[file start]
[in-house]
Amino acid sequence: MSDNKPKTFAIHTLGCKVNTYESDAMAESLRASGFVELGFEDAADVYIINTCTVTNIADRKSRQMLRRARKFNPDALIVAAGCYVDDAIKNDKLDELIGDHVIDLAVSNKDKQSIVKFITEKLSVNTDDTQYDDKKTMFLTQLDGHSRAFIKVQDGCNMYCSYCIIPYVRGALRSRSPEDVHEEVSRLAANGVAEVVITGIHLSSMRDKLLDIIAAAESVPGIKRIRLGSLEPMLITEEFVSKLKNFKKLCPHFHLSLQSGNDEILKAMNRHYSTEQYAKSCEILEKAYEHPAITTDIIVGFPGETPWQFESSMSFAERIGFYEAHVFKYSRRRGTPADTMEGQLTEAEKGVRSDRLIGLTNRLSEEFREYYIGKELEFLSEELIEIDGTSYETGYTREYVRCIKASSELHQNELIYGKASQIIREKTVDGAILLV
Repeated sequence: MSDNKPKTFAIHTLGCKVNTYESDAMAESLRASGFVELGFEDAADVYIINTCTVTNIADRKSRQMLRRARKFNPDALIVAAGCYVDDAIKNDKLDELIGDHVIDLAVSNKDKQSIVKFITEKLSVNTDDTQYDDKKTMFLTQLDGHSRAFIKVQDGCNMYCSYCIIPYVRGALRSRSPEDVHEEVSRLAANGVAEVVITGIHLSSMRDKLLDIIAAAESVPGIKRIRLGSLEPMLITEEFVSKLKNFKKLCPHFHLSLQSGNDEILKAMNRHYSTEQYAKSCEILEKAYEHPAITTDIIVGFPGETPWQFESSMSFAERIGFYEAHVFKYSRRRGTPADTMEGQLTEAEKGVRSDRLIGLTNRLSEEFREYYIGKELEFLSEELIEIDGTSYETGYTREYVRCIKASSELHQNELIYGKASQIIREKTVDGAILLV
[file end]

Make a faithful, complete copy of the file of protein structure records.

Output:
[in-house]
Amino acid sequence: MSDNKPKTFAIHTLGCKVNTYESDAMAESLRASGFVELGFEDAADVYIINTCTVTNIADRKSRQMLRRARKFNPDALIVAAGCYVDDAIKNDKLDELIGDHVIDLAVSNKDKQSIVKFITEKLSVNTDDTQYDDKKTMFLTQLDGHSRAFIKVQDGCNMYCSYCIIPYVRGALRSRSPEDVHEEVSRLAANGVAEVVITGIHLSSMRDKLLDIIAAAESVPGIKRIRLGSLEPMLITEEFVSKLKNFKKLCPHFHLSLQSGNDEILKAMNRHYSTEQYAKSCEILEKAYEHPAITTDIIVGFPGETPWQFESSMSFAERIGFYEAHVFKYSRRRGTPADTMEGQLTEAEKGVRSDRLIGLTNRLSEEFREYYIGKELEFLSEELIEIDGTSYETGYTREYVRCIKASSELHQNELIYGKASQIIREKTVDGAILLV
Repeated sequence: MSDNKPKTFAIHTLGCKVNTYESDAMAESLRASGFVELGFEDAADVYIINTCTVTNIADRKSRQMLRRARKFNPDALIVAAGCYVDDAIKNDKLDELIGDHVIDLAVSNKDKQSIVKFITEKLSVNTDDTQYDDKKTMFLTQLDGHSRAFIKVQDGCNMYCSYCIIPYVRGALRSRSPEDVHEEVSRLAANGVAEVVITGIHLSSMRDKLLDIIAAAESVPGIKRIRLGSLEPMLITEEFVSKLKNFKKLCPHFHLSLQSGNDEILKAMNRHYSTEQYAKSCEILEKAYEHPAITTDIIVGFPGETPWQFESSMSFAERIGFYEAHVFKYSRRRGTPADTMEGQLTEAEKGVRSDRLIGLTNRLSEEFREYYIGKELEFLSEELIEIDGTSYETGYTREYVRCIKASSELHQNELIYGKASQIIREKTVDGAILLV